AN ASSESSMENT OF JUVENILE DELINQUENCY AMONG SECONDARY SCHOOL STUDENTS : THE SOCIAL WORK INTERVENTION AND PREVENTION - Project Topics & Materials - Gross Archive
AN ASSESSMENT OF JUVENILE DELINQUENCY AMONG SECONDARY SCHOOL STUDENTS : THE SOCIAL WORK INTERVENTION AND PREVENTION
This research is undertaken to examine the causes and consequences of delinquency: A Case Study of Oredo Local Government Area of Edo State. The researcher carried out a survey research with questionnaire/interview technique. Method of data analysis is simple percentage. From the research carried out the research was able to discover that some of the problems of juvenile delinquency. And, in addition, improper socialization from homes leads to delinquent act, inability of parents to provide for their children with the required basic needs also leads to delinquent acts.
The researcher therefore recommends the following possible solutions: Firstly, the government should provide enough funds for the remand homes to be able to carryout their rehabilitation exercise successfully. Secondly, the researcher is also suggesting that if any person intends to research on this topic, should be able to carryout the study in more than one remand home to enable the researcher to compare activities done in the different institutions.
TABLE OF CONTENT
1.1 Background of the Study - - - - - -
1.2 Statement of the Problem - - - - - -
1.3 Research Questions - - - - - - -
1.4 Objectives of the Study - - - - - -
1.5 Significant of Study - - - - - - -
1.6 Definition of Terms - - - - - - -
2.1 Review of Theoretical Literature - - - - - - Review of Empirical Literature - - - - -
2.2 Review of Relevant Theory - - - - - -
2.4 Theoretical Framework - - - - - -
2.5 Hypotheses - - - - - - - -
3.1 Research Design - - - - - - -
3.3 Sample Size - - - - - - - -
3.4 Sampling Techniques - - - - - - -
3.5 Instrument of Data Collection - - - - -
3.6 Method of Data Collection - - - - - -
3.7 Methods of Data Analysis - - - - - -
4.1 Socio-Demographic character of respondents - - -
4.2 Major Research Issues - - - - - -
5.1 Summary of Findings - - - - - -
5.2 Conclusion - - - - - - - -
5.3 Implications of Findings for Social Work Practice in Nigeria -
5.4 Recommendations - - - - - - -
REFERENCES - - - - - - -
APPENDIX - - - - - - - -
1.1 Background of the Study
The study of juvenile delinquency concentrates on the participation of children in criminal behaviour (Obarisiagbon, 2009). Juvenile crime in law term, denotes various offenses committed by children under the age of 18. Children’s offense typically includes delinquent acts, which would be considered crime if committed by adults, and status offenses which are less serious misbehavior such as truancy and parental disobedience. Both are within the jurisdiction of juvenile court, more serious offenses committed by minors may be tried in criminal court and be subjected to prison sentences.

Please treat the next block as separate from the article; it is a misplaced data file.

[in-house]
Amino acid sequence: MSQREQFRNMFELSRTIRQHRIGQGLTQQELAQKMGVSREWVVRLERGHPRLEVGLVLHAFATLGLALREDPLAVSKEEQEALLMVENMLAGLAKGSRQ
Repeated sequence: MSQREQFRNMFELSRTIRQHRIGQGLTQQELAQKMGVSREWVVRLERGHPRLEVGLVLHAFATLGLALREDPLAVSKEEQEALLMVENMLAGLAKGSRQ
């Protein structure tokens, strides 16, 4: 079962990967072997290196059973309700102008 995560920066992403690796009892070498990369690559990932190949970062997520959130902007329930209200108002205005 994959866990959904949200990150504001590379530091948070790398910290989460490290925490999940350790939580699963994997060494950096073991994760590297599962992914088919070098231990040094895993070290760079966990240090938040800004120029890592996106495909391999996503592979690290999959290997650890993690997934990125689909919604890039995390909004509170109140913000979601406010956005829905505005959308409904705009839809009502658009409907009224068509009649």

Paul Tappan (2007), refers juvenile delinquency to a young person who commits anti-social acts. He went further by saying, juvenile delinquency is defined as an act committed by a child, which if committed by an adult, would be a crime. Therefore juvenile delinquency is any adult crime committed by minor.
Theologians, philosophers, revolutionaries, as well as social scientists have for long pondered over the question of why some individuals deviate from social rules. Theories of some psychological and biological factors that make or differentiate criminals from non-criminal have difficulty in explaining the confrontational behaviour in those who possess the suspected trait or characteristics. Theories constructed in explain habitual criminal activity with delinquent background have been found inadequate to explain episodic acts of crime.
Attempts in early times to explain delinquency have centered on biological and psychological factors which sought to explain crime and delinquency in terms of some deficiencies or imbalances in the individual, Elbert et al. (1935). This approach was infact typical of delinquency. Centered investigation, that led to the emergence of such theories as Lombroso’s “born-criminal “, where physical anomalies such as usually long aims were believed to be associated with crime and delinquency. Moreover, noting that criminals and delinquent behaviour patterns were found under certain conditions than others and in certain areas more frequently than others. Sociologists have moved away from the classical pre-occupations to center their interest on the various kinds of crime conditions and child rearing habits, as possible causes of delinquency.
It is sad to note that, here in Nigeria, the incidence of juvenile delinquency have become a big problem in schools for example, students have been known to organize illegal parties, sometimes at night, fraternities and sorority i.e. ( a female students society in a university or college, (Uwaifo, (2012). They consolidated the perceived plans and positions against constituted authority. They smoke cigarettes, Indian hemp, engaged in excessive drinking as well as illicit sexual relations. The result from indulgence in these excesses is classic indiscipline in schools among our contemporary time s. thus, attracting many comments in most of our national newspapers and magazine. People have not only expressed their concern over these maladies, but have also blamed it on some segments of our society institutions.